sarah is out front. >> i basically spent a don fl-- culpability as he tries to convince the nevada parole board to set him free for the armed robbery and kidnapping he was convicted of in 2008. >> what were you thinking? >> all i want it is my property. >> rehashing the case, only saying he wanted to recover his stolen memorabilia. audiotapes revealed he knew about the gun. he blamed others for bringing guns and threatening his friend and memorabilia dealer. >> you know i would never ever direct anybody to point a gun at him or even threaten. the gun charges and -- they made it clear during the trial that i had no weapon. >> some of the strongest testimony for his release came
from that very same friend who had a gun pointed at his head. >> he made a mistake. and if he called me tomorrow and said bruce, i'm getting out, will you pick me up, bruce, i'll be here tomorrow. >> simpson had served nine years in prison after being convicted of robbery and kidnapping at this las vegas hotel. a judge sentenced him to as many as 33 years in prison. his attorneys and some legal analysts argued the lengthy sentence was a form of payback for his 1995 acquittal in the murders of his ex-wife and her friend. in 1995 o.j. simpson's murder trial was an obsession. 95 million americans watched this slow-speed car chis unfold. he eventually surrendered. >> gloves didn't fit.
you must acquit that is exactly what the jury d after an 8-month trial the jury delivered its verdict in less than an hour. the acquittal saw celebrations in the african-american and shock amongst many white americans. for the families of the victims it was devastating. they later sued simpson in civil court witnessing a a lawsuit. >> if our efforts of all these years are pushing him, put him where he belongs. >> but now the 70-year-old simpson is ready to walk free. and with the unanimous decision, the parole board agreed. >> is based on all that, mr. simpson, i do vote to grant parole when eligible. >> now, just because the parole board granted parole doesn't mean he'll get out right away. jake. >> thanks so much, sarah. joining me now is jeffrey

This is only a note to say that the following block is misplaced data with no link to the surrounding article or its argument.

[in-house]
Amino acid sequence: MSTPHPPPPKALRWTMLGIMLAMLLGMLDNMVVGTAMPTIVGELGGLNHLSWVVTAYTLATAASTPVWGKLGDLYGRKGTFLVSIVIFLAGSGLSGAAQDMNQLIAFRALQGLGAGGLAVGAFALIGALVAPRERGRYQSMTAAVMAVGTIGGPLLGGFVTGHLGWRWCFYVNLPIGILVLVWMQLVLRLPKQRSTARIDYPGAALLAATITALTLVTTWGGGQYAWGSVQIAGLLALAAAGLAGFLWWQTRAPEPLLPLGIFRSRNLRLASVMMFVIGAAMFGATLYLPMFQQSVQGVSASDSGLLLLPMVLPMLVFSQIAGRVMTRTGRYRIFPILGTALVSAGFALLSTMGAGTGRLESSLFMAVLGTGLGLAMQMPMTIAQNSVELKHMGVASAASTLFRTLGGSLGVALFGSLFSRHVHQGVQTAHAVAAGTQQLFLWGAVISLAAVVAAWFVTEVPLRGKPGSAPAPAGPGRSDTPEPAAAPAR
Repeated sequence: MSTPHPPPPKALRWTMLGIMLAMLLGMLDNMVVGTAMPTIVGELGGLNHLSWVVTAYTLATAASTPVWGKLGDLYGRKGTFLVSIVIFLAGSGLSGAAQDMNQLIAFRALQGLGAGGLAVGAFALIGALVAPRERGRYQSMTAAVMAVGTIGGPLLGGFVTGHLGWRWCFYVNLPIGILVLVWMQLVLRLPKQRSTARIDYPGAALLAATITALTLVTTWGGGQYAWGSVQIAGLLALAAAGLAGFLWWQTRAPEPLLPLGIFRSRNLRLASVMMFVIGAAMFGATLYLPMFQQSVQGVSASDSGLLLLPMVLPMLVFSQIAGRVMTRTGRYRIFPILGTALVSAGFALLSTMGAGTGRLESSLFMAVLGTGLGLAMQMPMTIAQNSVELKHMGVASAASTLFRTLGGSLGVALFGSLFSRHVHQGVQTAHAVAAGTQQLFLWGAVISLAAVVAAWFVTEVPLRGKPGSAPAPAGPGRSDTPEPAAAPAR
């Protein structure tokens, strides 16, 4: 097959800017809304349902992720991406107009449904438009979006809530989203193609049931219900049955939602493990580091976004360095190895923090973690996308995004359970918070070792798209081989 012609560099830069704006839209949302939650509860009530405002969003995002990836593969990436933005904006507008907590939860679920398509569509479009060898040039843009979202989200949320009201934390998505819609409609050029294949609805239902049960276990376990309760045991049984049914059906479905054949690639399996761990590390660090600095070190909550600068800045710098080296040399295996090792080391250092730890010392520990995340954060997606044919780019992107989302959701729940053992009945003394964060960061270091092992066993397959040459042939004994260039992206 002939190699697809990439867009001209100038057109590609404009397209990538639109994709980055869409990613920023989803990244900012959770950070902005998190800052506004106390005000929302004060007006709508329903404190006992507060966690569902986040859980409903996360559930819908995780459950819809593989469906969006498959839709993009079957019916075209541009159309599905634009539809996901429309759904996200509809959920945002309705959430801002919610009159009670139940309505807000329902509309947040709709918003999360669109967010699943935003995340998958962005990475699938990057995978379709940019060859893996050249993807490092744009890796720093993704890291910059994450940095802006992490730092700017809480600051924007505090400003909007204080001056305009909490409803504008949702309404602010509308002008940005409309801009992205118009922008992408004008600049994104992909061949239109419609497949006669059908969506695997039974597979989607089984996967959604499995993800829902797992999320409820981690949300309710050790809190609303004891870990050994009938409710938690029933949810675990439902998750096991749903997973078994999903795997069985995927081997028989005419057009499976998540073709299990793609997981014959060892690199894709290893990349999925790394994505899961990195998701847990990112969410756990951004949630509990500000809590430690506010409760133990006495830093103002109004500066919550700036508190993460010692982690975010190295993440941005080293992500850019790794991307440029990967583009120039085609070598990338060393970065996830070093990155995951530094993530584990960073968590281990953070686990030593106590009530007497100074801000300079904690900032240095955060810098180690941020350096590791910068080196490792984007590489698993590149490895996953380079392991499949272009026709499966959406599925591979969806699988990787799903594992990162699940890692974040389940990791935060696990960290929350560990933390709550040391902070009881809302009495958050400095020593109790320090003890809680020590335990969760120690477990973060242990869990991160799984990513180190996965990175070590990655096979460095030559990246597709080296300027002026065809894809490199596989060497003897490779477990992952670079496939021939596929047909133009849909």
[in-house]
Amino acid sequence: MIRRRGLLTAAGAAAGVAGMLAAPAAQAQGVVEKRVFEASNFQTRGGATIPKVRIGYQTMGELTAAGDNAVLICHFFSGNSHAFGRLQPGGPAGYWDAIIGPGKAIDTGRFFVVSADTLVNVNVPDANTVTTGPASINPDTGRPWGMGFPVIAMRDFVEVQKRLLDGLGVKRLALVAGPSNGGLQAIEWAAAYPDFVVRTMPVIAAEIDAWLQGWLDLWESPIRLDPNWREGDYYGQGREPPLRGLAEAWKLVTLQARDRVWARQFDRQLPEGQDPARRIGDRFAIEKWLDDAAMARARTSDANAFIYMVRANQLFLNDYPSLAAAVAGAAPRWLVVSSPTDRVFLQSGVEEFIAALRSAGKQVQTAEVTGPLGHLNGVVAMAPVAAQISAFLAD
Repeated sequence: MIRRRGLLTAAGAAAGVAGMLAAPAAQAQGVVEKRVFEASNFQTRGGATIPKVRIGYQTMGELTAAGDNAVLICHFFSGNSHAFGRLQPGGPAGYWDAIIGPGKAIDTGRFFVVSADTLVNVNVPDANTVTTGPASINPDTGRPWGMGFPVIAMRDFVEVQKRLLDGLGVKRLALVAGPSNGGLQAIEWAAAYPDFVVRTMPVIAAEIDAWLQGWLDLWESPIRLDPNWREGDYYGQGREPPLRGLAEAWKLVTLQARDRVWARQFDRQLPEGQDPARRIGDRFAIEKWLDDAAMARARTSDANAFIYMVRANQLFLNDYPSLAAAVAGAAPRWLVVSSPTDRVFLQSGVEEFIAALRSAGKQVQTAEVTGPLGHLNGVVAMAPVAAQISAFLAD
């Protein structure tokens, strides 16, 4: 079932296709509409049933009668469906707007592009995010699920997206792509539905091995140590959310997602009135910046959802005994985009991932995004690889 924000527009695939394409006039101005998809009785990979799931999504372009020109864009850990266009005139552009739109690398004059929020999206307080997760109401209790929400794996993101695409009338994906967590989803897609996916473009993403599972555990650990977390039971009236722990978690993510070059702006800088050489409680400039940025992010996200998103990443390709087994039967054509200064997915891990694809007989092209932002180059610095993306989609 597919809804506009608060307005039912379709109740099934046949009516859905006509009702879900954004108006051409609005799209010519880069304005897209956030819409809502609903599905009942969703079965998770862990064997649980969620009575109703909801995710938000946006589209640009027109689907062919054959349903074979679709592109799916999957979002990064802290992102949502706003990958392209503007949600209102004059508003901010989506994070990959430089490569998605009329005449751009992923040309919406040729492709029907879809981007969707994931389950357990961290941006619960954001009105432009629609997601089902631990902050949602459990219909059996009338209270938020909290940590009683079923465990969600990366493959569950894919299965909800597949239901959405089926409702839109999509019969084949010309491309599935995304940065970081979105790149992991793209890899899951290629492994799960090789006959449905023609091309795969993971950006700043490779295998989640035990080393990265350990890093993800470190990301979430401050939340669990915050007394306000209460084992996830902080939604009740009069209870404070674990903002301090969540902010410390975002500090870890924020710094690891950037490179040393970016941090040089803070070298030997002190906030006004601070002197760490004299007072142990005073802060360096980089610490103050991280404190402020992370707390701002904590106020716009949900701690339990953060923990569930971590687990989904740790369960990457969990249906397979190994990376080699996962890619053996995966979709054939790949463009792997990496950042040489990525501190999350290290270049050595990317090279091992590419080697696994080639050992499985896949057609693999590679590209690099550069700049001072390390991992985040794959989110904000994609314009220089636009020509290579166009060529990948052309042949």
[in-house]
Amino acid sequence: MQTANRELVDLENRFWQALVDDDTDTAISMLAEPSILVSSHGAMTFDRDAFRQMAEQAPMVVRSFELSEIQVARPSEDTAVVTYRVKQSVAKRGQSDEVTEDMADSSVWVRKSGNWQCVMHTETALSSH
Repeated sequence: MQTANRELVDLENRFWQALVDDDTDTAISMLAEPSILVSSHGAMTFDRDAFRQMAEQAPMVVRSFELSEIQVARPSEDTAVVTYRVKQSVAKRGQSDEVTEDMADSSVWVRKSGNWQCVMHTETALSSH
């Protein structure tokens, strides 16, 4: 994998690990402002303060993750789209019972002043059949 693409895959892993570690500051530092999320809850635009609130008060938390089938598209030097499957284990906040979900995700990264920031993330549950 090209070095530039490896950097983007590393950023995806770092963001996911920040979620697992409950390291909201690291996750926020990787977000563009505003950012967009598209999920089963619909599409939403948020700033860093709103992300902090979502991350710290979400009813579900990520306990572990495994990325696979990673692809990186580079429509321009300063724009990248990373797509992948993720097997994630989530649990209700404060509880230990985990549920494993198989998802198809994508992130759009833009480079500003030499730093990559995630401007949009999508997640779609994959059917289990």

toobin, author of the run of his life. jeff, o.j. simpson admitted oh made bad decisions but seemed to place the blame on others. what was your take on him. >> well it was simpson at his worth i thought. self-justifying, self pitying, narcissistic. no mouthing the words he was sorry but clearly indicating he felt he had nothing to be sorry for. and worth yet, saying he led a conflict free life when he was a convicted and confessed domestic abuser. and we all know that nicole brown had called 911 repeatedly on him. so the idea that he feels domestic violence is not really violence or not really conflict, i think is indicative of some of the attitudes that we've seen throughout his life, which i
thought was pretty bad. i did think that the decision to give him parole was the correct one under nevada law. >> paul, what will o.j. simpson's life be like under parole. one of the commissioner's made a point about saying he can't vie late his parole decisions in any way. >> the parole conditions can be quite strict. he'll have a parole officer he has to report to. he has no constitutional rights in the sense they can search his premises without a warrant. test his urine. drug use, and alcohol use. so, from that stand point there will be restrictioning. but he remains a threat in the sense that as jeff was talking about the domestic abuse sufficient, even if you accept the jury's verdict, which i don't, by the way, that he was innocent of the killing of his wife and ron goldman, the both trials, civil and criminal